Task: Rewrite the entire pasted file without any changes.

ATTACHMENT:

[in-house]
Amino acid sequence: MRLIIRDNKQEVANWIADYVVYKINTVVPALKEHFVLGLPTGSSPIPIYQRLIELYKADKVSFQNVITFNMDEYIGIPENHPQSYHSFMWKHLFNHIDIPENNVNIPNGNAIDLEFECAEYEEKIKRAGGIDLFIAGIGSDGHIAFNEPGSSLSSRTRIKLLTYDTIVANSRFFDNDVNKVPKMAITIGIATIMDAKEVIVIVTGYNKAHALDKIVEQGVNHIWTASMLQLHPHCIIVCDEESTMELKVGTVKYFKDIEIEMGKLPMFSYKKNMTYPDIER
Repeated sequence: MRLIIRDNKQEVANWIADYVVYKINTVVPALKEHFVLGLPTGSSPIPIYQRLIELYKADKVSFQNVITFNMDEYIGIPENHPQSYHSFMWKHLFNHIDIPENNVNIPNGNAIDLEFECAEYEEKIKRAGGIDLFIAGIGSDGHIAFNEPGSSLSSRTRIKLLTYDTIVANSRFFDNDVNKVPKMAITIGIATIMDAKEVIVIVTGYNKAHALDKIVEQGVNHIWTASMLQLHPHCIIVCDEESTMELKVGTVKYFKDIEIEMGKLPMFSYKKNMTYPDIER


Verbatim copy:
[in-house]
Amino acid sequence: MRLIIRDNKQEVANWIADYVVYKINTVVPALKEHFVLGLPTGSSPIPIYQRLIELYKADKVSFQNVITFNMDEYIGIPENHPQSYHSFMWKHLFNHIDIPENNVNIPNGNAIDLEFECAEYEEKIKRAGGIDLFIAGIGSDGHIAFNEPGSSLSSRTRIKLLTYDTIVANSRFFDNDVNKVPKMAITIGIATIMDAKEVIVIVTGYNKAHALDKIVEQGVNHIWTASMLQLHPHCIIVCDEESTMELKVGTVKYFKDIEIEMGKLPMFSYKKNMTYPDIER
Repeated sequence: MRLIIRDNKQEVANWIADYVVYKINTVVPALKEHFVLGLPTGSSPIPIYQRLIELYKADKVSFQNVITFNMDEYIGIPENHPQSYHSFMWKHLFNHIDIPENNVNIPNGNAIDLEFECAEYEEKIKRAGGIDLFIAGIGSDGHIAFNEPGSSLSSRTRIKLLTYDTIVANSRFFDNDVNKVPKMAITIGIATIMDAKEVIVIVTGYNKAHALDKIVEQGVNHIWTASMLQLHPHCIIVCDEESTMELKVGTVKYFKDIEIEMGKLPMFSYKKNMTYPDIER